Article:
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There is much to look forward to in the new year. There will be a Raptors playoff run, a federal election, approximately 27 superhero movies, a new season of Fortnite and, of course, a barrage of new cars and trucks to tempt us out of our old jalopies.

What’s old will be new again in 2019. Major automakers are looking to the past for sales success, reviving old models including the Bronco, Ranger, Defender, Gladiator and Supra.

As new vehicle sales are on track to plateau after five years of record-breaking growth in Canada, automakers will need to try harder to tempt buyers. It’s no surprise many of these new models are SUVs; passenger cars continue to lose market-share to all manner of crossovers and sport utilities.

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Here are the most hotly anticipated new vehicles we expect to see in dealerships or unveiled on the auto-show circuit next year.

Mid-engine Corvette supercar

Corvette's Indy concept car.

The mid-engine Corvette is a mythic creature as elusive as Bigfoot or the Loch Ness Monster. Rumours suggested it would finally be unveiled at the Detroit motor show in January, but that appears not to be the case. Fans have been waiting for a mid-engine Corvette to rival the likes of Ferrari and Lamborghini since at least 1986, when Corvette unveiled the Indy concept car. If you’ve been waiting for 32 years, you can wait a few more months until mid-2019.

Ford Ranger and Bronco

The all-new 2019 Ford Ranger.

Ford

Those who were hoping for a cheap mid-size pickup – a truck, in other words, similar to the old Ranger that was pulled off the market eight years ago – may be in for a shock. The 2019 model will carry a starting price of $30,969, with a standard 4x4 drivetrain. Ford is going after “lifestyle truck” buyers. The engine is a turbocharged 2.3-litre, paired with a 10-speed automatic transmission. The all-new Ranger arrives early next year, followed in the fall by a reborn Bronco SUV built on the same platform.

Mazda3

The new 2020 Mazda3, unveiled at the Los Angeles auto show on Nov. 28, 2018.

MIKE BLAKE/Reuters

Unveiled at the recent Los Angeles auto show, the compact Mazda3 hatchback and sedan are among the cars we’re most looking forward to driving next year. The company said the all-new models will arrive in showrooms early in 2019, with a choice of either a 2.0- or 2.5-litre engine. All-wheel drive will be available as an option for the first time in the vehicle’s history. That, combined with its striking new design and luxurious interior, should give the Mazda3 a good shot at winning back customers who defected to bestsellers such as the Honda Civic and Toyota Corolla.

Porsche Taycan

The Taycan will be Porsche's first fully electric sports car.

Porsche

The term “Tesla-killer” is used flippantly, often as clickbait for online news stories. The fact is, no mainstream automaker has offered a direct rival to the Tesla Model S since its launch way back in 2012. Until now, that is. The Taycan, formerly known as the Mission E, will arrive in dealerships late in 2019 or early 2020. Two electric motors provide more than 600 horsepower and an estimated range of 500 kilometres (on the generous NEDC test). Fast-charging will be faster than Tesla’s, with 100 kilometres of range taking just four minutes to recuperate. Could this, finally, be a real Tesla-killer? Let’s wait to see how it’s priced.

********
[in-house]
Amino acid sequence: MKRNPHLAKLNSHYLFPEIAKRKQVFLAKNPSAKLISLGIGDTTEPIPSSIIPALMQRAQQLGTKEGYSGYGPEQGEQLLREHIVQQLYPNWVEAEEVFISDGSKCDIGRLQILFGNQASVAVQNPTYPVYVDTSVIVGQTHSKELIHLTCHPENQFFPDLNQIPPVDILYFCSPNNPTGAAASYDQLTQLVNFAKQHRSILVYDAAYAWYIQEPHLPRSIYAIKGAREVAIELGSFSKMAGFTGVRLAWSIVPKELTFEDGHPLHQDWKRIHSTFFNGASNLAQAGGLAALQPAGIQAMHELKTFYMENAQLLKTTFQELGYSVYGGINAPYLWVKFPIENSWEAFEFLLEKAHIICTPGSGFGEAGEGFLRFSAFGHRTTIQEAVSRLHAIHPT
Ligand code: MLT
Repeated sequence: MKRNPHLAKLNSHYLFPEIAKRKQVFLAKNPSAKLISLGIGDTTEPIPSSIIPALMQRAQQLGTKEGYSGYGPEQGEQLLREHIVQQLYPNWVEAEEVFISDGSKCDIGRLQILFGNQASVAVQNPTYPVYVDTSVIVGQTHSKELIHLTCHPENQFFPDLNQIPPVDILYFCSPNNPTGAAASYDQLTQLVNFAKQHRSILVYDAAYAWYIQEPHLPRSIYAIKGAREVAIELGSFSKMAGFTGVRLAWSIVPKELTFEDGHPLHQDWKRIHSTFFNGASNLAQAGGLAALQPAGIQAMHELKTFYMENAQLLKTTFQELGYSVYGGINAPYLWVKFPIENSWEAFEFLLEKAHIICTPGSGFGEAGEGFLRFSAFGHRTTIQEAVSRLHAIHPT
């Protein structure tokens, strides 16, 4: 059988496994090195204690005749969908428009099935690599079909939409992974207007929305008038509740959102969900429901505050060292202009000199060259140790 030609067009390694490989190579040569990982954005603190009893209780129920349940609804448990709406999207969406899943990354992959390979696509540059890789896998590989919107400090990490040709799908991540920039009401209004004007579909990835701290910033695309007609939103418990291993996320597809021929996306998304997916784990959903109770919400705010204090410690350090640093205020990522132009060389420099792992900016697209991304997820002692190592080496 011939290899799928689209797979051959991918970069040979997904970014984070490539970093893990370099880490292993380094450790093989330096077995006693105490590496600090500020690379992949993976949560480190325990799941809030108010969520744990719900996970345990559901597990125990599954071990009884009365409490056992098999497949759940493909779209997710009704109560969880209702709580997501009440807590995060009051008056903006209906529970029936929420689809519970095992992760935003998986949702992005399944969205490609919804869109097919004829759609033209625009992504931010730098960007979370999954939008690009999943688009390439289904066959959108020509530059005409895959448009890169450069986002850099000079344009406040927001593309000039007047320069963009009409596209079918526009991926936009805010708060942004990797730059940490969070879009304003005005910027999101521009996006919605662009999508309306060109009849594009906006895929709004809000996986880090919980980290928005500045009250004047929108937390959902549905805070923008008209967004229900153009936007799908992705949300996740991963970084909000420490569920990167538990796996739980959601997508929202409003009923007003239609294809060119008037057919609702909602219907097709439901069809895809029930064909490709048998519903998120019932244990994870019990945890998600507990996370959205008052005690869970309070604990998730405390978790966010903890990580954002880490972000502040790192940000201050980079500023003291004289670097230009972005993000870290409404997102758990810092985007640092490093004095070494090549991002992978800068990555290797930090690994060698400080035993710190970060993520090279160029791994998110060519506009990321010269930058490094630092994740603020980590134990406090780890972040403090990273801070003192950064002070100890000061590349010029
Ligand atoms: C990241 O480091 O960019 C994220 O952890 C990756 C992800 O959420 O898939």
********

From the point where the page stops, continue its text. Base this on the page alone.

Jeep Gladiator

The interior of the 2020 Jeep Gladiator.

FCA US LLC

Jeep hasn’t had a pickup truck in its lineup since Comanche production ended in 1992. Ever since, fans have been clamouring for a replacement. In 2019, they’ll finally get one. The Wrangler-based Jeep Gladiator will land in dealers in spring. A five-foot pickup bed, four (fully removable) doors and an off-road-ready 4x4 system are all standard equipment. As with the Ford Ranger, Jeep plans on selling this as a “lifestyle truck,” with a price to match. Don’t be surprised if it costs at least $45,000.

Land Rover Defender

Land Rover will reveal the 2020 Defender in 2019.

Nick Dimbleby

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The recently discontinued Defender was essentially the same as the original 1948 Land Rover Series I, which was key to its appeal. In England, they can be found in farmers’ fields or parked in Knightsbridge. There’s an all-new 2020 Defender coming, although there’s precious little information about it yet. Spy photos show a Tonka-truck-looking SUV, similar to the old LR4. If Land Rover has any sense at all, they’ll leave the Defender’s iconic design alone and modernize the chassis and running gear, as Mercedes did with the G-Class.

Toyota Supra

A glimpse of the Toyota GR Supra Racing Concept.

The affordable rocket from the land of the rising sun is making a comeback. For the Playstation generation, the mid-90s Supra is a holy grail, and rightly so. That twin-turbo, 320-horsepower coupe could embarrass European exotics in its day. The all-new Supra is being co-developed with BMW and will feature rear-wheel drive and BMW’s turbocharged straight-six engine. After years of concepts and spy photos, expect to see the production car at the Detroit show in January.

Subaru WRX

As an impressionable young kid, I watched the Subaru Impreza win rally championships, flung sideways with turbo-popping abandon by Colin McRae, a.k.a. Colin McCrash. The Subaru WRX STI was my dream car. Oh, how the mighty fall. Subaru pulled the Impreza out of the world-rally championship a decade ago. Power output of the WRX STI plateaued around then too. An all-new WRX is due in 2019. Here’s hoping for a 400-horsepower hatchback that looks like Subaru’s 2017 Viziv Performance concept, but I’m reasonable, I’d settle for 350 hp. Come on Subaru.

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